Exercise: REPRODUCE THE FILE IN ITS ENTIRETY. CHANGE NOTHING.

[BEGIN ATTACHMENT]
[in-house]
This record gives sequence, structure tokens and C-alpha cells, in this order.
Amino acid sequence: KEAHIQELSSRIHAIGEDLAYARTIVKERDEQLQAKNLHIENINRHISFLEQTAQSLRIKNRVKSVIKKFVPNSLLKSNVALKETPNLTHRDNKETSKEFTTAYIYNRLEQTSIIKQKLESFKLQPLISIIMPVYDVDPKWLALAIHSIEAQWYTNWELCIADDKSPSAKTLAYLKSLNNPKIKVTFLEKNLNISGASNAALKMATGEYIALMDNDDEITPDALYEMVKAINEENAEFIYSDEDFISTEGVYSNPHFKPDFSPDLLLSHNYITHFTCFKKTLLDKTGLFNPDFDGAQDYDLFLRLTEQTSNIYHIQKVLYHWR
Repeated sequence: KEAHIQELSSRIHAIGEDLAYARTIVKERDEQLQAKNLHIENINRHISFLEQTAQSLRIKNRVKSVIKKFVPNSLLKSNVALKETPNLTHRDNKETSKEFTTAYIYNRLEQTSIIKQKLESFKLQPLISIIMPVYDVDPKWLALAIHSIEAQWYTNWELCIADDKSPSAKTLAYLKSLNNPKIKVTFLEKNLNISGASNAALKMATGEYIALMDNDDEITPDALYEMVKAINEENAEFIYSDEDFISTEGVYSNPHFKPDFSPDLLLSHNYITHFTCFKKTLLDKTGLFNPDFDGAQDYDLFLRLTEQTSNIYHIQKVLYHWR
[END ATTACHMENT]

[in-house]
This record gives sequence, structure tokens and C-alpha cells, in this order.
Amino acid sequence: KEAHIQELSSRIHAIGEDLAYARTIVKERDEQLQAKNLHIENINRHISFLEQTAQSLRIKNRVKSVIKKFVPNSLLKSNVALKETPNLTHRDNKETSKEFTTAYIYNRLEQTSIIKQKLESFKLQPLISIIMPVYDVDPKWLALAIHSIEAQWYTNWELCIADDKSPSAKTLAYLKSLNNPKIKVTFLEKNLNISGASNAALKMATGEYIALMDNDDEITPDALYEMVKAINEENAEFIYSDEDFISTEGVYSNPHFKPDFSPDLLLSHNYITHFTCFKKTLLDKTGLFNPDFDGAQDYDLFLRLTEQTSNIYHIQKVLYHWR
Repeated sequence: KEAHIQELSSRIHAIGEDLAYARTIVKERDEQLQAKNLHIENINRHISFLEQTAQSLRIKNRVKSVIKKFVPNSLLKSNVALKETPNLTHRDNKETSKEFTTAYIYNRLEQTSIIKQKLESFKLQPLISIIMPVYDVDPKWLALAIHSIEAQWYTNWELCIADDKSPSAKTLAYLKSLNNPKIKVTFLEKNLNISGASNAALKMATGEYIALMDNDDEITPDALYEMVKAINEENAEFIYSDEDFISTEGVYSNPHFKPDFSPDLLLSHNYITHFTCFKKTLLDKTGLFNPDFDGAQDYDLFLRLTEQTSNIYHIQKVLYHWR